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Original Research: COPD |

Comparison of Indacaterol With Tiotropium or Twice-Daily Long-Acting β-Agonists for Stable COPDIndacaterol for Stable COPD: A Systematic Review FREE TO VIEW

Gustavo J. Rodrigo, MD; Hugo Neffen, MD
Author and Funding Information

From the Departamento de Emergencia (Dr Rodrigo), Hospital Central de las Fuerzas Armadas, Montevideo, Uruguay; and the Unidad de Medicina Respiratoria (Dr Neffen), Hospital de Niños “O. Allassia,” Santa Fe, Argentina.

Correspondence to: Gustavo J. Rodrigo, MD, Departamento de Emergencia, Hospital Central de las Fuerzas Armadas, Av. 8 de Octubre 3020, Montevideo 11300, Uruguay; e-mail: gustavo.javier.rodrigo@gmail.com


For editorial comment see page 1082

Funding/Support: This study was funded by salary support from Hospital Central de las Fuerzas Armadas for Dr Rodrigo.

Reproduction of this article is prohibited without written permission from the American College of Chest Physicians. See online for more details.


Chest. 2012;142(5):1104-1110. doi:10.1378/chest.11-2252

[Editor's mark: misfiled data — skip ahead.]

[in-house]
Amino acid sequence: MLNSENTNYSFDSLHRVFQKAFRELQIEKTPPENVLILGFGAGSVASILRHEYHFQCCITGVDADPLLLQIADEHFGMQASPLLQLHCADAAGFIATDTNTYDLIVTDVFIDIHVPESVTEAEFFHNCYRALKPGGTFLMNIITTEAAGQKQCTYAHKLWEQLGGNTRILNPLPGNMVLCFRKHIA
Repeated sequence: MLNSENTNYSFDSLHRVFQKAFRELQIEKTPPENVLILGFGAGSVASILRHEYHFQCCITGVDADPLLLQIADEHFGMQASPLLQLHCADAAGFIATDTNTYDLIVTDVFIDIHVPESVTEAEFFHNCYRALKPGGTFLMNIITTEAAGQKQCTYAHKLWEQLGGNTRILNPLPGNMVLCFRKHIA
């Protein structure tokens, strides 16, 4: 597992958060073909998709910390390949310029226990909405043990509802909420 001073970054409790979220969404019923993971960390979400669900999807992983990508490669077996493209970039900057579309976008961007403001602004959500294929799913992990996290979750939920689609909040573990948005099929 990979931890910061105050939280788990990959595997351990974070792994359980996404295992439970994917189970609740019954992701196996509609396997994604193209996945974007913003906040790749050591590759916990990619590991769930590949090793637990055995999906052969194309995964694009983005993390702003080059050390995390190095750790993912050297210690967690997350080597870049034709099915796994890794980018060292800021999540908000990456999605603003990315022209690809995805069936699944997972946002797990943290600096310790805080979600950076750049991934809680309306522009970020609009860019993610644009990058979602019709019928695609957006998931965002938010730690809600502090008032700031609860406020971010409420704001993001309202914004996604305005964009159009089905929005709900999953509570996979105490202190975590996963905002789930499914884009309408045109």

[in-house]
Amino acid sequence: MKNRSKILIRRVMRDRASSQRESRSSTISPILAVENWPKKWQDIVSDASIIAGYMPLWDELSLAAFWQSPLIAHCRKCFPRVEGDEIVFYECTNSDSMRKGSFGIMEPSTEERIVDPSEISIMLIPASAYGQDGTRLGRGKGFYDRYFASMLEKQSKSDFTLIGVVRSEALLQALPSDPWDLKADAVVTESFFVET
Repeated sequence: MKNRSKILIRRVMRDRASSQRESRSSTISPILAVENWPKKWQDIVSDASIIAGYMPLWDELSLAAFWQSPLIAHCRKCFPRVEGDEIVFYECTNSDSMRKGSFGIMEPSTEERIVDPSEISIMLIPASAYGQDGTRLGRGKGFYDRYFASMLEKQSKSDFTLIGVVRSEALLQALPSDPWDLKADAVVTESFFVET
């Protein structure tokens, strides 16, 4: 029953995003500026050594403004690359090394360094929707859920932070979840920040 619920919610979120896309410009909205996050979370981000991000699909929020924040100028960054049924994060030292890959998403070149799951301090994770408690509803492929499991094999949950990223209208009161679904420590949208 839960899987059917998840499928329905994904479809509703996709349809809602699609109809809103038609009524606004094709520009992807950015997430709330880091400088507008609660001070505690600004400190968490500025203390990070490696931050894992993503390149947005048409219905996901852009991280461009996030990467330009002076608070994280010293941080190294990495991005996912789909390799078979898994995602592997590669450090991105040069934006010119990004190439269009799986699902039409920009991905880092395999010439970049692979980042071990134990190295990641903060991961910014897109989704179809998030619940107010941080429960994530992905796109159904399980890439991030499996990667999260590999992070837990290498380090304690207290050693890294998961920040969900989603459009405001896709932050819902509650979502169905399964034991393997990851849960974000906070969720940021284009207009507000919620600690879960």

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Background:  Bronchodilators are central to the symptomatic management of patients with COPD. Previous data have shown that inhaled indacaterol improved numerous clinical outcomes over placebo.

Methods:  This systematic review explored the efficacy and safety of indacaterol in comparison with tiotropium or bid long-acting β2-agonists (TD-LABAs) for treatment of moderate to severe COPD. Randomized controlled trials were identified after a search of different databases of published and unpublished trials.

Results:  Five trials (5,920 participants) were included. Compared with tiotropium, indacaterol showed statistically and clinically significant reductions in the use of rescue medication and dyspnea (43% greater likelihood of achieving a minimal clinically important difference [MCID] in the transitional dyspnea index [TDI]; number needed to treat for benefit [NNTB] = 10). Additionally, the MCID in health status was more likely to be achieved with indacaterol than with tiotropium (OR = 1.43; 95% CI, 1.22–1.68; P = .00001; NNTB = 10). Trough FEV1 was significantly higher at the end of treatment with indacaterol than with TD-LABAs (80 mL, P = .00001). Similarly, indacaterol significantly improved dyspnea (61% greater likelihood of achieving an MCID in TDI, P = .008) and health status (21% greater likelihood of achieving an MCID in St. George’s Respiratory Questionnaire, P = .04) than TD-LABA. Indacaterol showed similar levels of safety and tolerability to both comparators.